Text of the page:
Divorce can compound differences in parenting beliefs, goals and ideals, making it difficult to get on the same parenting page. If you are a parent facing a divorce, surely you are concerned about how to manage custody negotiations.

Even if you’re an active dad involved in caretaking and addressing the emotional needs of your children, you may be concerned that you won’t get equal custody of your kids. Georgia family law stipulates that both parents are equal when it comes to child custody arrangements. Georgia family courts evaluate each case individually and base child custody decisions on the best interests of the children.

Parenting plans in Georgia

In domestic relations cases, some dads fear being left out of parental decision-making. Georgia requires parents to submit a parenting plan to the court. Parents work together to decide on the terms of child custody, which leaves room for the voices and opinions of both parents.

The following are basic elements of a Georgia parenting plan:

  1. Parenting time. The plan should be specific about where each parent will spend time with the children and establish the days of the week the kids will be with each parent. If supervision is needed during parenting time, the details of such should be included.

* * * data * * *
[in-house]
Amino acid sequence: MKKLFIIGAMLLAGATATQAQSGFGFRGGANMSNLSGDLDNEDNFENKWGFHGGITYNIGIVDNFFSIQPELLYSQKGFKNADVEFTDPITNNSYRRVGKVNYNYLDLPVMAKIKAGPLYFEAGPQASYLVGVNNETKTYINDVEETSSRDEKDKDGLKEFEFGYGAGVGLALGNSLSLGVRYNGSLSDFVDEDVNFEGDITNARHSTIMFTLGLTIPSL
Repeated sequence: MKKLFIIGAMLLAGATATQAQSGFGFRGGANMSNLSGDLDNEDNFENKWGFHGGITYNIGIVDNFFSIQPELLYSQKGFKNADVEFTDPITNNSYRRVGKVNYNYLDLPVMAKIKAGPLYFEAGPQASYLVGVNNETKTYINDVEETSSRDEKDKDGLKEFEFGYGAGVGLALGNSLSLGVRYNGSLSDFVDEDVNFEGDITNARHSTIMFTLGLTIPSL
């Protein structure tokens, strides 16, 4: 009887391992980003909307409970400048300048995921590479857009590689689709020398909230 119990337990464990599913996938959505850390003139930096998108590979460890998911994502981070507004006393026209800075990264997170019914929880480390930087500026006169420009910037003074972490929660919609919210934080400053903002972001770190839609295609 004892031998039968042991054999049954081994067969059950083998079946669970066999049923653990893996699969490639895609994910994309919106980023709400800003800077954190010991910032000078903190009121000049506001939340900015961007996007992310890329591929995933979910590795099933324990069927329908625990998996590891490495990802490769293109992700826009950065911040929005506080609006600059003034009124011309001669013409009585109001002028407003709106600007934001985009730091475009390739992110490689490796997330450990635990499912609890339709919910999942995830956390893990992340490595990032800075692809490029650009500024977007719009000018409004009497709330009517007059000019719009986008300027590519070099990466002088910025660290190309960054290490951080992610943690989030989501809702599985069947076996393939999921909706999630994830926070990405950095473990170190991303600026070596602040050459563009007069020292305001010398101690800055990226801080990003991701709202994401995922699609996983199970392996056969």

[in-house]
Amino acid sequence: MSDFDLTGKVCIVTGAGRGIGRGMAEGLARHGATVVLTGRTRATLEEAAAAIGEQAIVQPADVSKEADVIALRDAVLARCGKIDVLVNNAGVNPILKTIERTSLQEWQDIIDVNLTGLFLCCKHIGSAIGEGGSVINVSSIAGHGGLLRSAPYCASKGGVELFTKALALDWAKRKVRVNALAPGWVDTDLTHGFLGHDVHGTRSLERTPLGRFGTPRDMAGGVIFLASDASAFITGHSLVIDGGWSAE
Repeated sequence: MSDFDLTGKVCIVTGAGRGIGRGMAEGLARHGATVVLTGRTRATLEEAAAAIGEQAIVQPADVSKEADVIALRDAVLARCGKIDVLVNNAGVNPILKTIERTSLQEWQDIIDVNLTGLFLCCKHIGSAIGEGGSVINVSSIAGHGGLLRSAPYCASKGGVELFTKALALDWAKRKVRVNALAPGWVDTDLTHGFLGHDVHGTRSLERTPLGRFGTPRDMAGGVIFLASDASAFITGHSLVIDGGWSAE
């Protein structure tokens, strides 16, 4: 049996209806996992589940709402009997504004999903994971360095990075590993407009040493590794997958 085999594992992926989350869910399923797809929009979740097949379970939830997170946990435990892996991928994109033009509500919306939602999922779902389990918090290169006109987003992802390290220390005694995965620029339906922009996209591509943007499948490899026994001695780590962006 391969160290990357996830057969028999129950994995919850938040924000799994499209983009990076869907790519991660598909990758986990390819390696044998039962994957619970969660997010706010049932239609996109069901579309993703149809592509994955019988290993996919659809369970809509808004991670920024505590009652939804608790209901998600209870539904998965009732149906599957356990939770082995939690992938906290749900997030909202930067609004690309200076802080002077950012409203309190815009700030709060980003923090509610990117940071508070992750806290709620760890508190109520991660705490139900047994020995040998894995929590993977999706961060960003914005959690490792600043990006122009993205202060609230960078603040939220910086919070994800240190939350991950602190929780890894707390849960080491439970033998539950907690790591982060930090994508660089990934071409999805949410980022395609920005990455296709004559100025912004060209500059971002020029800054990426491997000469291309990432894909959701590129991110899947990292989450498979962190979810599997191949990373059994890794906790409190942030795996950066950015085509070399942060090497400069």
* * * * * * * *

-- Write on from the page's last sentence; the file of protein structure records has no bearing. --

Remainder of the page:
2. Holiday and vacation time. You will need to address where your children will spend birthdays, significant holidays, family events and vacations. Some parents choose to alternate holidays to ensure fairness for both parents and children.
  3. Transportation. Both parents will have to agree on transportation agreements that include details about how the children will travel between homes, along with drop-off and pick-up locations.
  4. Information sharing. Parents have the legal right to access their s records and information, including education, health, extracurricular activities and religious communications.
  5. Communication. Maintaining clear communication is vital for the children’s sake. Establish the best means of communication, whether that be emails, text messages or phone call and when communication is permissible.

The most important element of any parenting plan is that it reflects the needs and interests of the children.

Many divorced dads find co-parenting to be a challenge. However, with shared common ground, empathy, patience and open communication, you can help create a parenting plan that establishes structure, agreements and commitments. This can help contribute to a predictable and consistent schedule for your kids.